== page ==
The grandmother turned to a clergyman named Canon O’Neill for assistance with her complaint. He wrote to Monsignor Barry,35 who passed on Canon O’Neill’s letter to the Superior General. After meeting with the Superior in Artane, the Superior General, Br Mulholland, wrote to Monsignor Barry on 26th February 1963: Further to my note of 23rd February I have now made full enquiries into the allegations in Mrs McCarthy’s letter. I have ascertained that she is a mental case with a strong antipathy against Artane School and that she is given to exaggeration in all matters she speaks or writes about. It is easy to note that she is a very dangerous type of woman ... Now just to give you an example of her powers of exaggeration I asked the Superior of Artane about the blow he was alleged to have given the boy on the 7th of February. He said he was talking to [the boy] in presence of Mrs McCarthy about the number of jobs he was in and of his leaving each of them without cause. To impress matters on [the boy] he gave him a tip of his hand and that is what is described as a staggering blow. 36 That will give us some idea of what to believe of the allegations made in the rest of the letter. As far as I could ascertain there is no truth in the accusation that boys are taken out of bed at 10p.m. and beaten “for any minor fault”. It must be only hearsay on Mrs McCarthy’s part. We all know how boys are inclined to exaggerate the slightest happening.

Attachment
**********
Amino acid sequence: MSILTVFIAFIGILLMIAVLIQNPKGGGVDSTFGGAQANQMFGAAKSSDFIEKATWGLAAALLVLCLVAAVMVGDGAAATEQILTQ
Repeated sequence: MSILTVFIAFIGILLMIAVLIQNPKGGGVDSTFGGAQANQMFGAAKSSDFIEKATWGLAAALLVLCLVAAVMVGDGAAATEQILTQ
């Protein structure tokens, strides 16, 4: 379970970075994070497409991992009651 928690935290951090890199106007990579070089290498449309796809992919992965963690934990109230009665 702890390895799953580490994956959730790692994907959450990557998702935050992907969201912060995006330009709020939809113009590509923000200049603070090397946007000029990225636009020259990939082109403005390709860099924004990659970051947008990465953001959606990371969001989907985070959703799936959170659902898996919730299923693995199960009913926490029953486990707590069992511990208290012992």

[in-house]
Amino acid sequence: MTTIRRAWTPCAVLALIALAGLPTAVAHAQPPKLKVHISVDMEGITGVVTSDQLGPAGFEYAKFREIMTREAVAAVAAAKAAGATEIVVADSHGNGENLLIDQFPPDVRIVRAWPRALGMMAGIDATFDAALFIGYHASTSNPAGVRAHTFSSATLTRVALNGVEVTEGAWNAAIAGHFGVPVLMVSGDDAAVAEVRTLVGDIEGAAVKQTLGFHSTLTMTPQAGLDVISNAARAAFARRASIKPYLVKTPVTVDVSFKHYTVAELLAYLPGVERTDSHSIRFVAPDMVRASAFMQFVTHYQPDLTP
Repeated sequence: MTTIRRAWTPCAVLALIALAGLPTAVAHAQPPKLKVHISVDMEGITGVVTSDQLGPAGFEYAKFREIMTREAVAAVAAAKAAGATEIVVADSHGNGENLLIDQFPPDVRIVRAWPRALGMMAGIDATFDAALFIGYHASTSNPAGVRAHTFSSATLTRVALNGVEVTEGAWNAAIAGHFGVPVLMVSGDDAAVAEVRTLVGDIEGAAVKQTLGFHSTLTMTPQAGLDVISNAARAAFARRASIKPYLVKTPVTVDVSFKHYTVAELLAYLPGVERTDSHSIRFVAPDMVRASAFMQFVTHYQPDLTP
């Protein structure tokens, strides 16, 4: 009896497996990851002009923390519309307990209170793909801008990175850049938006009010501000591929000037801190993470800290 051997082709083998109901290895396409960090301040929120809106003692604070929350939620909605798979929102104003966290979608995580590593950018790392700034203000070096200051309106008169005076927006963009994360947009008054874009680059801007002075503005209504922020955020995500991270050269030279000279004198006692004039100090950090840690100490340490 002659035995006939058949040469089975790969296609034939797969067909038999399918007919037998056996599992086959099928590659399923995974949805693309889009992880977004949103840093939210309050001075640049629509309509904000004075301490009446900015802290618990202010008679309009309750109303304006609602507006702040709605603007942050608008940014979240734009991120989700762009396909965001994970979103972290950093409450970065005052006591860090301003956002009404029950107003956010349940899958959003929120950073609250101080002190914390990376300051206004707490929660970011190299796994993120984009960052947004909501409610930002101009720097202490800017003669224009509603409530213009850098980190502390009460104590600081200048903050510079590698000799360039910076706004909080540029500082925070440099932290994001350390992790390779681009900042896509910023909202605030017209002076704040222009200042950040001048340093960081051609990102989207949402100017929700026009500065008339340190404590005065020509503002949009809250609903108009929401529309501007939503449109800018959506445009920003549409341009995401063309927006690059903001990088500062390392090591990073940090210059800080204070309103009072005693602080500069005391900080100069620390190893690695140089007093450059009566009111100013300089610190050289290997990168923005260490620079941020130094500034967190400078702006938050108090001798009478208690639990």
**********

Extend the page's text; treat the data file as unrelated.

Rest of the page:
Monsignor Barry replied, accepting the ‘unreliability and untrustworthiness of her complaints’ and continued: I am sorry that you have been put to so much trouble but unfortunately, these sort of people give us all a lot of trouble and their complaints have to be nailed. I am happy to be in a position to reassure Canon O’Neill that the story as he got it was completely without foundation.